Eyeballing Fowler's win, Tiger's MC
And is Mickelson's Hall call, while deserved, a bit premature?
Rickie Fowler claimed his maiden victory at the Wells Fargo Championship on Sunday, but what does that mean for the 23-year-old going forward?
And what of Tiger Woods' missed cut at Quail Hollow? Will he return this week at the Players Championship as a man on a mission?
Our experts analyze all that and more in our latest edition of Monday Four-Ball.
1. How important was it for Rickie Fowler to get that first victory off the bucket list?
Michael Collins, ESPN.com senior golf analyst: Huge monkey off the back. For him getting that first win with all the commercial endorsement deals he had, the pressure of not becoming golf's Anna Kournikova was big. But now he's beaten the world's No. 1 golfer twice. Expect win No. 2 to come sooner rather than later.
Farrell Evans, ESPN.com senior golf writer: With the win at Quail Hollow, Rickie Fowler has to feel a great sense of relief. He beat a world-class field that included most of his 2010 Ryder Cup teammates. It should also help his confidence that Rory McIlroy was one of the players he beat in the playoff. Because if Fowler's going to be reach his full potential, he's going to have to regularly beat McIlroy over the next 20 years.
Bob Harig, ESPN.com senior golf writer: It was huge. Now he doesn't have to answer those questions anymore, and it relieves a burden that he might not have acknowledged but was clearly there. That doesn't mean the pressure will subside, but at least he's got one victory and can use the confidence to build toward more.
Kevin Maguire, ESPN.com senior golf editor: Enormously important. Every great player has fond memories of his first victory and Fowler can now look back with fond memories of Quail Hollow. He knows that he stuffed a pressure shot in tight on the first playoff hole to win with a birdie, holding off two players, including arguably the superstar of his generation, Rory McIlroy. That confidence will do wonders for Fowler going forward, especially winning on such a major-caliber golf course.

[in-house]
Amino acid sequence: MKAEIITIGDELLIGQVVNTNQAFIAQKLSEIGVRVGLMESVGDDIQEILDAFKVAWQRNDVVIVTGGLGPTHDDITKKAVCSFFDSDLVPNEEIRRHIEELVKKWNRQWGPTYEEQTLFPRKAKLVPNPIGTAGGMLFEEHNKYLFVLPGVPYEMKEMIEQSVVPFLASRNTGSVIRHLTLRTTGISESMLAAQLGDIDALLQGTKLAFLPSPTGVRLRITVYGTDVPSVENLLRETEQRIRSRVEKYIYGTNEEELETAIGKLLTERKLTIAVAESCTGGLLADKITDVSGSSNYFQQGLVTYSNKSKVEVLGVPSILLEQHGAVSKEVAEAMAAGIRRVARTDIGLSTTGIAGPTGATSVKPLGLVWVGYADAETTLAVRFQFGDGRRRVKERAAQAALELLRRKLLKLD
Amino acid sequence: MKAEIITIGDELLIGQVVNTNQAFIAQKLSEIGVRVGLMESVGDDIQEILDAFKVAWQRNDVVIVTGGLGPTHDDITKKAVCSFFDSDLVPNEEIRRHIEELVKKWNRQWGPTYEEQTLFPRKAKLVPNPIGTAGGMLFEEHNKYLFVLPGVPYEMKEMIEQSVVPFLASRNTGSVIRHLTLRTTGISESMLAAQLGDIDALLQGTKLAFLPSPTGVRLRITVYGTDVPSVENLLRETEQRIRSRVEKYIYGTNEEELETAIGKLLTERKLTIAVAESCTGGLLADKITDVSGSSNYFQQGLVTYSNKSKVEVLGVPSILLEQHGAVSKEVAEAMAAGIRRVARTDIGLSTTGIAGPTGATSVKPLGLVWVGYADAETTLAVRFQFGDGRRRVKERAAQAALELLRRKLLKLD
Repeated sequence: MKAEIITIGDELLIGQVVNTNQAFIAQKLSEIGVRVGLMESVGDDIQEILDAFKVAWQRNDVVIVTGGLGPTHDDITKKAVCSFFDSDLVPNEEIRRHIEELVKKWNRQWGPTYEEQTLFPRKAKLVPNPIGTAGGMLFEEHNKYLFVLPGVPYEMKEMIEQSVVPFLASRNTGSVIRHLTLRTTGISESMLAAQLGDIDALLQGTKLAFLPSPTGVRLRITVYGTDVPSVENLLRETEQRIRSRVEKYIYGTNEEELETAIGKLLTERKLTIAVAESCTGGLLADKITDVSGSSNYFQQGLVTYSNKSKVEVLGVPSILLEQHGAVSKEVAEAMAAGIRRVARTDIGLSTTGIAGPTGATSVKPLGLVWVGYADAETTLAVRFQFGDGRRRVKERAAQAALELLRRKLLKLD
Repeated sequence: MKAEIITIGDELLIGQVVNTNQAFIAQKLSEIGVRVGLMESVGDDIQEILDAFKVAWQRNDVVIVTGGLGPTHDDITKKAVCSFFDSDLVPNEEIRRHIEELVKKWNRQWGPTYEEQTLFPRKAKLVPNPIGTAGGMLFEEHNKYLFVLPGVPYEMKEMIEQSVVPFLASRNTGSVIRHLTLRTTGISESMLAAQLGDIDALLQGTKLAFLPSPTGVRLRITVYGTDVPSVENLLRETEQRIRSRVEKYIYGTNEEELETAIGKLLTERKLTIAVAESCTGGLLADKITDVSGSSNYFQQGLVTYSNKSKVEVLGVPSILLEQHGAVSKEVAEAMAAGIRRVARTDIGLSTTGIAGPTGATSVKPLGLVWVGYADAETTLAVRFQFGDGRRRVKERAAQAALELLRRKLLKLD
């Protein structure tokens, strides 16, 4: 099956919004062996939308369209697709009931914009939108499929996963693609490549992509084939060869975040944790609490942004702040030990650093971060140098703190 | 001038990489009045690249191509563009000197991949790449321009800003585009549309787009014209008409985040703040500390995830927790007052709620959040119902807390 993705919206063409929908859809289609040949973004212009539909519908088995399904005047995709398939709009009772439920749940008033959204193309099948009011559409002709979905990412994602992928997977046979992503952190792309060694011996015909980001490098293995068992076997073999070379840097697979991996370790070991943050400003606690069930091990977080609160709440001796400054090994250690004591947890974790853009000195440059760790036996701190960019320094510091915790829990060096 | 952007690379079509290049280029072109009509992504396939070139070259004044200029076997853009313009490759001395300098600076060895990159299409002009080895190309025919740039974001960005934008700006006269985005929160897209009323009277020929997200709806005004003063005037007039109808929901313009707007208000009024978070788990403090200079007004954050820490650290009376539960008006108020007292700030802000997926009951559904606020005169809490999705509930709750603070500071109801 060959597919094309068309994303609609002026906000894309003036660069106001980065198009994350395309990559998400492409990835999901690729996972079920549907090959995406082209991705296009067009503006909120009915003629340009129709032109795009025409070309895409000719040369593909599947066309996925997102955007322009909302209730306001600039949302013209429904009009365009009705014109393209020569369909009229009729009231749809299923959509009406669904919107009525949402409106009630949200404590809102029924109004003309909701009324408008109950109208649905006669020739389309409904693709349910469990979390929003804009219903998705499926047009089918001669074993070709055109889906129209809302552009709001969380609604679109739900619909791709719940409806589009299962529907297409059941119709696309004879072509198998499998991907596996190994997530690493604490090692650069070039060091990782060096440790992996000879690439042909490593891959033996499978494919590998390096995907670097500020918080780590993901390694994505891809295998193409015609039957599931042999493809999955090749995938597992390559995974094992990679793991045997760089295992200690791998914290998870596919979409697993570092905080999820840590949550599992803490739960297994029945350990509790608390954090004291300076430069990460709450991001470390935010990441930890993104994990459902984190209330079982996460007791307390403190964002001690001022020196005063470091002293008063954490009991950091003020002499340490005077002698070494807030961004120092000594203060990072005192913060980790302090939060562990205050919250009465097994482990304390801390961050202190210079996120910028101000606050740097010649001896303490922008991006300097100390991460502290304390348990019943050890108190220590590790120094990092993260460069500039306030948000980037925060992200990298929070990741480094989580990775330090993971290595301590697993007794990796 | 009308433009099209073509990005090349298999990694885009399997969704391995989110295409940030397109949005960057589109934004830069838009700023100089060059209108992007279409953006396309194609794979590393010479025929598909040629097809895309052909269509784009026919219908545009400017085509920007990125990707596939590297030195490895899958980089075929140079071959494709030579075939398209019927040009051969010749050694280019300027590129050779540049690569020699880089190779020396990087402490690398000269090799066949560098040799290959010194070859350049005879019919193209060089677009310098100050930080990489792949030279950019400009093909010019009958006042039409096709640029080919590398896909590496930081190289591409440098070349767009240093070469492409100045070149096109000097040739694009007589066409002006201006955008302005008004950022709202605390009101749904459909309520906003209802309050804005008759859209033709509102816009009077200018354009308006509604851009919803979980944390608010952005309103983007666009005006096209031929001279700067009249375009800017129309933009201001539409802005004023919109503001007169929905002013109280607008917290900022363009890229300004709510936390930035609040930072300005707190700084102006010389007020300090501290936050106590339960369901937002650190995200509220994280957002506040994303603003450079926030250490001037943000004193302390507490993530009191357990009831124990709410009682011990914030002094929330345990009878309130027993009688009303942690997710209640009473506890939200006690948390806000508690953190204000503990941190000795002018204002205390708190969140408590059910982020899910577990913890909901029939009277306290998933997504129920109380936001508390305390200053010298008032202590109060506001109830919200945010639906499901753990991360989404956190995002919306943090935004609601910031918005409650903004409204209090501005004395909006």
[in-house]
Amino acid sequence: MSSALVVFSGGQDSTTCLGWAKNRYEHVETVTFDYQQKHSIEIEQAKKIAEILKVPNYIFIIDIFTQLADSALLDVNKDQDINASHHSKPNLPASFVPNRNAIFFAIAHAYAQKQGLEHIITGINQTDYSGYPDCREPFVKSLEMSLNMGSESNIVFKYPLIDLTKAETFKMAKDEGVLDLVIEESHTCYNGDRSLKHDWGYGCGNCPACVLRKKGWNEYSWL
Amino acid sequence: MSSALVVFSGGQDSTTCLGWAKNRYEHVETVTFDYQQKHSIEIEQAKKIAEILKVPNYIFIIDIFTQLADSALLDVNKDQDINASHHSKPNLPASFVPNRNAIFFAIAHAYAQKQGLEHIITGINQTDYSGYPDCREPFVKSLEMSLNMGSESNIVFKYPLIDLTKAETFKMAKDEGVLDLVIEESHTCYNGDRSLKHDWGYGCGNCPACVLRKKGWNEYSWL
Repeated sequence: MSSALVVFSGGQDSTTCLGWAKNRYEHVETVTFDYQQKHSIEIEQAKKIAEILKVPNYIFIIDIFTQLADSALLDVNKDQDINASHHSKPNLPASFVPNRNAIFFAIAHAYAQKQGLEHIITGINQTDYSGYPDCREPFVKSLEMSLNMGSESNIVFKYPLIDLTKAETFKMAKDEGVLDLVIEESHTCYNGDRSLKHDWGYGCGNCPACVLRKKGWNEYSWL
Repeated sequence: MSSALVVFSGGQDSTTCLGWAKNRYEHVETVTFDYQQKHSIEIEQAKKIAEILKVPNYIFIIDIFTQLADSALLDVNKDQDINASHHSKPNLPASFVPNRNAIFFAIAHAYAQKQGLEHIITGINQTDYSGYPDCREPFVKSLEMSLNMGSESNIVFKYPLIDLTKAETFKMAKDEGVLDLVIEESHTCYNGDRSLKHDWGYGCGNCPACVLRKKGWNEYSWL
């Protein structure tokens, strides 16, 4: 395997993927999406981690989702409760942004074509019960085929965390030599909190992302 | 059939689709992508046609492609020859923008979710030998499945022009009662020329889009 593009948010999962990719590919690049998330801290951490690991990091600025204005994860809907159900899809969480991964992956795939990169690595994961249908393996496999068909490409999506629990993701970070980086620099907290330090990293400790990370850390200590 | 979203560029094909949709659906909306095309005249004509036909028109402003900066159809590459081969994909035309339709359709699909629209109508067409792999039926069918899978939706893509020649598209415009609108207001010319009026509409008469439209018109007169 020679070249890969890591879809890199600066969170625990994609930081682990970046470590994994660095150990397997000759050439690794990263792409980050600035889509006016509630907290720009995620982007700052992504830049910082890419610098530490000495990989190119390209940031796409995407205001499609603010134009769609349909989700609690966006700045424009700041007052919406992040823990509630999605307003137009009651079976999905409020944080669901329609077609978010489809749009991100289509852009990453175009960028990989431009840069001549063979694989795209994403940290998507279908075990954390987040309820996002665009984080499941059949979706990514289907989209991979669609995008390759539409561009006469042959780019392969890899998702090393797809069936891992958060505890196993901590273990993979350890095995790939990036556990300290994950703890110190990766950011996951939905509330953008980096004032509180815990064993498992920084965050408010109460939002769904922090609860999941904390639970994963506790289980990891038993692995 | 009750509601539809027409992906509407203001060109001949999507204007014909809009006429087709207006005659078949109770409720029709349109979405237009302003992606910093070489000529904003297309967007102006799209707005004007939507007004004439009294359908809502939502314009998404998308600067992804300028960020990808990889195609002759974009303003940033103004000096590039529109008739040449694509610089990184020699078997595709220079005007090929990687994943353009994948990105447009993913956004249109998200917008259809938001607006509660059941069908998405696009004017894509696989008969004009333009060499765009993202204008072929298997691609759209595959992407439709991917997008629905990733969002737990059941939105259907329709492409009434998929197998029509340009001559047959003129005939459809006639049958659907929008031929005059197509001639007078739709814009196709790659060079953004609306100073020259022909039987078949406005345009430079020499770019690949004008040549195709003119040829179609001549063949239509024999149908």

Plus, you can't get your second victory until you've notched your first.
2. More likely at TPC Sawgrass this week -- a Tiger victory or a Tiger missed cut?
Michael Collins: Missed cut much more likely than a win, especially the way he's played his last two tournaments. He is so inconsistent now. It's been so long since he's had any kind of success at TPC Sawgrass that I can't think of anyone who'd be shocked if he missed the cut -- other than Tiger himself.
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Farrell Evans: Tiger is going to be inconsistent as long as he plays golf swing, instead of golf. Right now everything has to go perfect for him to win and that rarely ever happens in golf. He'll finish somewhere in the middle of the pack.
Bob Harig: Neither, although if pressed, I'd lean toward a missed cut. It has nothing to do with Tiger's recent woes, but simply his inability to play very well at Sawgrass over the years. He won in 2001 and since then has a single top-10 -- eighth in 2009, when he was in the final group. Last year he made it through just nine holes due to injury and he was well out of it two years ago when he withdrew during the final round.
Kevin Maguire: Tough call. I actually don't think either will happen, but if forced to pick one, I'd say missed cut even if he's only done that eight times in his career. Yes, he only MC'd by a shot at Quail Hollow, but that likely would have been more if he hadn't gotten such a favorable ruling from a PGA Tour official in Round 2. Woods did nothing wrong to get the ruling, mind you, but the situation could have turned out much worse for him.